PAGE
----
I’m convinced our business is moving from a channel-centric approach to a customer-centric one, and optimizing marketing efforts to the customer requires a few big partners rather than a dozen point product offerings. In the next 12 months, expect brands currently using point solutions to replace them with sophisticated, integrated consumer-centric tools and partners. Full stack solution providers that can deliver across a variety of channels will stand apart.
4. Big Data Will Lead to Big Insights and Drive Big Action
Expect more and more marketers to recognize that the challenge with Big Data is not in collecting it but rather in making it useful and actionable. Big data needs to lead to big consumer profiles and big consumer insights.
The rapid emergence of the everywhere, always-connected consumer places new demands on marketers, according to a new eMarketer report, “Key Digital Trends for 2014.” Consumer expectations of immediacy have raised the bar for marketers to respond to expressions of interest across the customer journey and speedily respond with a relevant offer. The only way to deliver accuracy and immediacy is if we find effective ways to gather, manage, and learn from our big customer data.
Big data will be integral to helping optimize when and how a communication reaches the consumer. Ensuring those ads show up in the right place and on the right device will be a critical task for marketers in 2014.
5. It’s Gonna Get Personal
For decades marketers have sought better ways to satisfy the needs of individual consumers. The idea has always been that by crafting a message suited to a particular person, a brand could increase their relevance — and their sales to that person.
The challenge of personalization, however, is how to do it in a scalable and cost-effective manner. And to date this has been the “holy grail” and unattainable. But solutions are now available that enable marketers to speak to millions of people on a one-to-one basis. Hundreds of leading advertisers are doing it today — by the end of 2014 we can expect that number to explode. As more and more marketers learn that there are real solutions here, we’ll be seeing personalization as an integral strategy for every progressive consumer marketing organization.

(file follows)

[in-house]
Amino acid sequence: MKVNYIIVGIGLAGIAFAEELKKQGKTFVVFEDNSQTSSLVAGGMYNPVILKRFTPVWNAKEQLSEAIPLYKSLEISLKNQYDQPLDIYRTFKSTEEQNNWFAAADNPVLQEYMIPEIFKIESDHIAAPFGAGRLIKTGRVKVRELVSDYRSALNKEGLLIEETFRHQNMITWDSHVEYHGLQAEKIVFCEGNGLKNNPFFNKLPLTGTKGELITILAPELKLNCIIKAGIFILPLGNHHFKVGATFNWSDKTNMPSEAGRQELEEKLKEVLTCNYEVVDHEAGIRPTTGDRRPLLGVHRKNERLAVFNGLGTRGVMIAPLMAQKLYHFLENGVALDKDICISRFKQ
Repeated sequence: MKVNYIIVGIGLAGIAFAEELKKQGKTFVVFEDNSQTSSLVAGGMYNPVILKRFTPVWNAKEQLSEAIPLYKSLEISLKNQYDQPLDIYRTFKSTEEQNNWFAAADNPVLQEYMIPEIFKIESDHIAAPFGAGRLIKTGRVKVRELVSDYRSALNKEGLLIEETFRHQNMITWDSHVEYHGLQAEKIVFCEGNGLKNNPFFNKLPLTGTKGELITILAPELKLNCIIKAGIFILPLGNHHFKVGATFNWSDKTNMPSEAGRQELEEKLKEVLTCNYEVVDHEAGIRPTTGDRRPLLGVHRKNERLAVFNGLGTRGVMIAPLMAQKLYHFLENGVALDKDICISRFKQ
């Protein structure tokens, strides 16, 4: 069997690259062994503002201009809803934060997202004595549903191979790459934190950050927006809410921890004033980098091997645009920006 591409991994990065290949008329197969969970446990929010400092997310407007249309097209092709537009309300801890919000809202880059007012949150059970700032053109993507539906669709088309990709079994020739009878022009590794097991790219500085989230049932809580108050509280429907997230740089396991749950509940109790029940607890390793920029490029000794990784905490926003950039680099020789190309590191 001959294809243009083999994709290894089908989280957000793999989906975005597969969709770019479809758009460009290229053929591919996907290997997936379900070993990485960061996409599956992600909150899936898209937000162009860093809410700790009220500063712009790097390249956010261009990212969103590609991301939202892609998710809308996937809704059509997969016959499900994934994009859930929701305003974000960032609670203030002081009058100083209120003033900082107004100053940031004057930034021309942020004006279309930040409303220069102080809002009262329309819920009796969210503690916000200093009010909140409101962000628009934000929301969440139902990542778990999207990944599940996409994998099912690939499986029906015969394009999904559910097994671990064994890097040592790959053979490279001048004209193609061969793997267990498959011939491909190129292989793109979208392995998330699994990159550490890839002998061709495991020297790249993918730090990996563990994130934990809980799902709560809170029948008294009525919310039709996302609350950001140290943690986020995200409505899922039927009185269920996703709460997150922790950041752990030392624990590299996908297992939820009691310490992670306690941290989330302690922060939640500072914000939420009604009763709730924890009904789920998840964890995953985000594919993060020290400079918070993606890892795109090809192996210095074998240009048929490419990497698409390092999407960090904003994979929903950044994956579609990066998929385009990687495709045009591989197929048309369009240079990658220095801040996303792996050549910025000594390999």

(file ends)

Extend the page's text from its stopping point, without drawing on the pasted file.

These five trends for 2014 — better attribution capabilities, major mobile growth, vendor consolidation, the auctioning of Big Data, and personalization — will all work together to bring better experiences for consumers and more successful campaigns in 2014. It’s an exciting time to be a marketer! Onward!
Scott Eagle is Chief Marketing Officer of ValueClick, Inc. Eagle has extensive experience in managing major Fortune 500 brands and in building successful new companies. Prior to ValueClick, Eagle served as Chief Marketing Officer of Empowered Careers Inc. and eHarmony.com, Inc. Eagle began his career at Procter & Gamble in marketing and new product development for its consumer packaged goods, managing brands such as Formula 44 and Chloraseptic. He serves as a Director of Akademos Inc. Eagle holds a B.S. in Economics from the University of Pennsylvania, Wharton School.